OK we are coming off a fairly mild winter but let’s be honest none of us did much even though we planned on it! Now the excuses are over and the yard work is still there. Even though my yard is the size of one of my treatment rooms it still has a ton of work. Your Woodbridge, Dale City Virginia Chiropractor would like to give you a few tips to avoid seeing me!
Just as playing football or golf can injure your body, the twisting, turning, bending, and reaching of mowing and raking can also cause injury if your body is not prepared. Like an athlete, if you leap into something without warming up or knowing how to do it, the chances of injury are greater.
What Can You Do?
The American Chiropractic Association (ACA) offers the following tips to help prevent the needless pain yard work may cause.
Do stretching exercises, without bouncing, for a total of 10 to 15 minutes spread over the course of your work. Do knee-to-chest pulls, trunk rotations, and side bends with hands above your head and fingers locked. Take a short walk to stimulate circulation. When finished with the yard work, repeat the stretching exercises.
Stand as straight as possible, and keep your head up as you rake or mow.
When it’s still warm outside, avoid the heat. If you’re a morning person, get the work done before 10 a.m. Otherwise, do your chores after 6 p.m.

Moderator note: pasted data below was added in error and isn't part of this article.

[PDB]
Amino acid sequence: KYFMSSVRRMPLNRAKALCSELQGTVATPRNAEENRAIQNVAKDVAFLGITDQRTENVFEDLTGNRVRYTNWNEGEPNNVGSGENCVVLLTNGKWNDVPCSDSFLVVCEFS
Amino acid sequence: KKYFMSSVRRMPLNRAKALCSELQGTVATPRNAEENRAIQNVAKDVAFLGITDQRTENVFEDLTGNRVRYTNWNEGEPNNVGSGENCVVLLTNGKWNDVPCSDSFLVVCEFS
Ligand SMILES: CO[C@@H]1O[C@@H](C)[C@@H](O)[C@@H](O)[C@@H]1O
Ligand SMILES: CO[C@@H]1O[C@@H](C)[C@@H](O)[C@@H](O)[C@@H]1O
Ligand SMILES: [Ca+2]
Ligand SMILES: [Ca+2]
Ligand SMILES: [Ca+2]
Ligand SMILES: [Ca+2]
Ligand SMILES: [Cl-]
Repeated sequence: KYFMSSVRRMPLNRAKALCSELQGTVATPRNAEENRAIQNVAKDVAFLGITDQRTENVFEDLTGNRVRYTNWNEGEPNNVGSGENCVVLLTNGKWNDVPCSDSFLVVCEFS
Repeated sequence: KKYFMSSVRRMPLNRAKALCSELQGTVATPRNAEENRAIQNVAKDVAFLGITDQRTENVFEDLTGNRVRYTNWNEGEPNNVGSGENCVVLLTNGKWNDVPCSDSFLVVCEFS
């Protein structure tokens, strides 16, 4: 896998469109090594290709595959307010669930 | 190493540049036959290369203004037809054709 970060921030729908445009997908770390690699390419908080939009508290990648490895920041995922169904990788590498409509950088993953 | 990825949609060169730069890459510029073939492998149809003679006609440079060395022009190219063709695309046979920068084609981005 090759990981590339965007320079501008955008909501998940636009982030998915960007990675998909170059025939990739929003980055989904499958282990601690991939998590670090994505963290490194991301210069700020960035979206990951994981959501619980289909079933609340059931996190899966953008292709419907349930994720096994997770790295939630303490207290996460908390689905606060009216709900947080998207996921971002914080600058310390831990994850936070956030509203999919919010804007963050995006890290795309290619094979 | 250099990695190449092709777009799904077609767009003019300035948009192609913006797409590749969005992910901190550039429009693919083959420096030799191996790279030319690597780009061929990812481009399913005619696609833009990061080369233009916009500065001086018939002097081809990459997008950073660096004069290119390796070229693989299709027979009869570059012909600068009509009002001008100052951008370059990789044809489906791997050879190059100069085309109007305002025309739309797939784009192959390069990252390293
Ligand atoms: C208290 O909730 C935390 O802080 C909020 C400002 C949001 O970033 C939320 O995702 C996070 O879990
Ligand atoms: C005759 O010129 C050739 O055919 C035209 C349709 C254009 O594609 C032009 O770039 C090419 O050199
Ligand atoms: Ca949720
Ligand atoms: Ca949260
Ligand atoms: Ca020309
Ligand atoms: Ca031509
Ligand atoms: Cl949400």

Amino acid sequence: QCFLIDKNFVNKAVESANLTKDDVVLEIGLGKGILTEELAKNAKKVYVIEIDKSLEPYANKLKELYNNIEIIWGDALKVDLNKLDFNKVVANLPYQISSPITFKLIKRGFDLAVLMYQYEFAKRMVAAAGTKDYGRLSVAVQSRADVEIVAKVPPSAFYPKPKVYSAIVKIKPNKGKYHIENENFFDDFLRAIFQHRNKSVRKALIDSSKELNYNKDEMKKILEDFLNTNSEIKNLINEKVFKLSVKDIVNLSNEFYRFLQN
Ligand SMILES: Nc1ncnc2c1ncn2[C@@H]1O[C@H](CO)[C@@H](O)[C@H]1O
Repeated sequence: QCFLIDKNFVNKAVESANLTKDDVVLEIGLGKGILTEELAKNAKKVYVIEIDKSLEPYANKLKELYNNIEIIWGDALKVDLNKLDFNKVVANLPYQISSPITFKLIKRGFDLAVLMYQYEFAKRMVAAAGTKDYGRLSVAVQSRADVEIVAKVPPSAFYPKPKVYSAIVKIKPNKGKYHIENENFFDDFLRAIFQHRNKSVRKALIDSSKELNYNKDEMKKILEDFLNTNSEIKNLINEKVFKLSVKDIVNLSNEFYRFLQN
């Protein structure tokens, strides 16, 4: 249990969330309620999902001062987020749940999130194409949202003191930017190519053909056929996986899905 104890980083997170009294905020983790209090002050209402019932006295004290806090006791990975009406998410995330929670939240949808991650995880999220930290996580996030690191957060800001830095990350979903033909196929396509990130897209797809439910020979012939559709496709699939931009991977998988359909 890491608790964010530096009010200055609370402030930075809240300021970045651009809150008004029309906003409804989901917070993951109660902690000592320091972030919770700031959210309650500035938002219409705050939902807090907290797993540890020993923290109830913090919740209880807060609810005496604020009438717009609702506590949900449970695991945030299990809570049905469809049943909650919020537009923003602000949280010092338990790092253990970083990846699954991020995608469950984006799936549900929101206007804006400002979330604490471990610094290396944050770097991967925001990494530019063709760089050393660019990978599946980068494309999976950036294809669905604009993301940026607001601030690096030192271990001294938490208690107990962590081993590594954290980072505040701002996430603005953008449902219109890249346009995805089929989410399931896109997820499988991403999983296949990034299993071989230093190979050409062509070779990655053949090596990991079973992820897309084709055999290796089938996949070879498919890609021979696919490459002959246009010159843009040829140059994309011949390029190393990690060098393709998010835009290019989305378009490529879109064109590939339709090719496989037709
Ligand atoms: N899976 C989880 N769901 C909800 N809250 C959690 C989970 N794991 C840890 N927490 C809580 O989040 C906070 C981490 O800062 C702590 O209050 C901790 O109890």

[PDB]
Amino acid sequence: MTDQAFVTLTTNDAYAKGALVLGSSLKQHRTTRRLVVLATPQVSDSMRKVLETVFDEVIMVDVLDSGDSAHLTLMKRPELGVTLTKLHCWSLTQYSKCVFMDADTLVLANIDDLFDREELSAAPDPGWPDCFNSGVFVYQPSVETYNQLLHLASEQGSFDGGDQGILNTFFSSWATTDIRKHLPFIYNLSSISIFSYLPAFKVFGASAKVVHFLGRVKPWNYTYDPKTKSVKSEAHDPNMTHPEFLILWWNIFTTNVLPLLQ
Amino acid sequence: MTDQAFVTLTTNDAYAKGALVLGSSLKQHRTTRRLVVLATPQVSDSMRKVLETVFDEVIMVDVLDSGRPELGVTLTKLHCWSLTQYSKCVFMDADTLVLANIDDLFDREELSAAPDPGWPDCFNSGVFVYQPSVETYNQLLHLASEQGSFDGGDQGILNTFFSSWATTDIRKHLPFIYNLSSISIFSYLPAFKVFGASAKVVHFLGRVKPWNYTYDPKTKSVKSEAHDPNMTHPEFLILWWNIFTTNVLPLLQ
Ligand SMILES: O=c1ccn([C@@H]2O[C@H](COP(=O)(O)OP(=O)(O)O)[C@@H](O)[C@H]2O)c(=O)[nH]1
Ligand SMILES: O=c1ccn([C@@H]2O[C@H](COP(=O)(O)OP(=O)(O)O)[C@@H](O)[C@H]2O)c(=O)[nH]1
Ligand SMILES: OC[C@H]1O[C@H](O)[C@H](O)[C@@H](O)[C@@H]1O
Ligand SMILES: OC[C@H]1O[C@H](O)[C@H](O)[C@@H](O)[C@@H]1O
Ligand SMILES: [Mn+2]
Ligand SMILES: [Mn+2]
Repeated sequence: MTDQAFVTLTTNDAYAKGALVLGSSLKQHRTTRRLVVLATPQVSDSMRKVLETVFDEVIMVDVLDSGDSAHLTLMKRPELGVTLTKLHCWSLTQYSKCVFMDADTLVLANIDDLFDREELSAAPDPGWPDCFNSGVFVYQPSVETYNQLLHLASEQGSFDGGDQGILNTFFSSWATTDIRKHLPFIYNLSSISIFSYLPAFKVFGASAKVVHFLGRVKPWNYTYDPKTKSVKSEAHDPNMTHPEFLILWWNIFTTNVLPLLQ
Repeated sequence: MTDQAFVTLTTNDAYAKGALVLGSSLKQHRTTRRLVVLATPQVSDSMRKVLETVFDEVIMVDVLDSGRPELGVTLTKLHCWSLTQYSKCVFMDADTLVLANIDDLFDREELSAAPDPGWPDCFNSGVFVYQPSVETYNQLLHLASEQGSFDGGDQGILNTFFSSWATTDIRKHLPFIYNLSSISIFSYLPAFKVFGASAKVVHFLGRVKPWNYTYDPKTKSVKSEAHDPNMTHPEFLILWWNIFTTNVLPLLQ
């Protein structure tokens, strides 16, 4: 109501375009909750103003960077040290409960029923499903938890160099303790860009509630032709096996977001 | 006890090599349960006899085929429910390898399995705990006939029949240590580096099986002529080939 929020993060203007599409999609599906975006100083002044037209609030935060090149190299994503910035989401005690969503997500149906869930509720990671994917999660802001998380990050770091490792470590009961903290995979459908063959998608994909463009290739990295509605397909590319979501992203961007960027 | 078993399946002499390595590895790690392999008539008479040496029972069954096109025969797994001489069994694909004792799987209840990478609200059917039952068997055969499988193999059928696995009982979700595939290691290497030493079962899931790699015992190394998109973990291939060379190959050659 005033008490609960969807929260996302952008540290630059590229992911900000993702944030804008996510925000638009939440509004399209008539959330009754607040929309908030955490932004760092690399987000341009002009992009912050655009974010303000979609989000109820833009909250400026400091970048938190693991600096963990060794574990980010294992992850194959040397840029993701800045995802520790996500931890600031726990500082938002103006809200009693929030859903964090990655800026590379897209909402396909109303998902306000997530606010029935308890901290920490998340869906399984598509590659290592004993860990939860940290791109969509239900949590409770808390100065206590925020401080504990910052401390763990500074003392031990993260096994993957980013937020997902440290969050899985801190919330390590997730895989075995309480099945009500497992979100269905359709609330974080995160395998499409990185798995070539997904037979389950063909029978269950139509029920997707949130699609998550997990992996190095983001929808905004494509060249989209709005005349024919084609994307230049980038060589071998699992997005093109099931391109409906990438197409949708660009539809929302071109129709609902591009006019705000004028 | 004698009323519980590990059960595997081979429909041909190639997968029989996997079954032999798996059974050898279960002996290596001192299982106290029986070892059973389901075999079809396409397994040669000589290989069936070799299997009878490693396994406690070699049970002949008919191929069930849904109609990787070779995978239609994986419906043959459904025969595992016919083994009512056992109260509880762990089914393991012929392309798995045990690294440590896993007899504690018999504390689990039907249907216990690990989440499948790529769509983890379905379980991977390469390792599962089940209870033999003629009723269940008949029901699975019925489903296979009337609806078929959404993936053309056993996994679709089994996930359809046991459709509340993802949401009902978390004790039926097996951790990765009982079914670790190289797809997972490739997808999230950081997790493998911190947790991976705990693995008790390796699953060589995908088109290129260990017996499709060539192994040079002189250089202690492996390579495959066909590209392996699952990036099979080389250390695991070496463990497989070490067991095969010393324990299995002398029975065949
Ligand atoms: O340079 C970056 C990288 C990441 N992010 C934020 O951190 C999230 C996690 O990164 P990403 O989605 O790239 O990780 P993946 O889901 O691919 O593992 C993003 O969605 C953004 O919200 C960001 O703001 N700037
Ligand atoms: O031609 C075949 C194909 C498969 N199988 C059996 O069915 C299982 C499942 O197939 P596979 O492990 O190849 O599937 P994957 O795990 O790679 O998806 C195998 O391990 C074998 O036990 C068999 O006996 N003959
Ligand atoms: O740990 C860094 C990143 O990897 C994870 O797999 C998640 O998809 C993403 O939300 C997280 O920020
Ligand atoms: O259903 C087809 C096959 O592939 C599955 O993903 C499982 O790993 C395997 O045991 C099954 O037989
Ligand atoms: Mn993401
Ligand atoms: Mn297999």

Wear supportive shoes. Good foot and arch support can stop some of the strain from affecting your back.
When raking, use a “scissors” stance: right foot forward and left foot back for a few minutes, then reverse, putting your left foot forward and right foot back.
Bend at the knees, not the waist, as you pick up piles of leaves or grass from the grass catcher. Make the piles small to decrease the possibility of back strain.
When mowing, use your whole bodyweight to push the mower, rather than just your arms and back.
If your mower has a pull cord, don’t twist at the waist or yank the cord. Instead, bend at the knees and pull in one smooth motion.
Drink lots of water, wear a hat, shoes and protective glasses. And, to avoid blisters, try wearing gloves. If your equipment is loud, wear hearing protection. If you have asthma or allergies, wear a mask.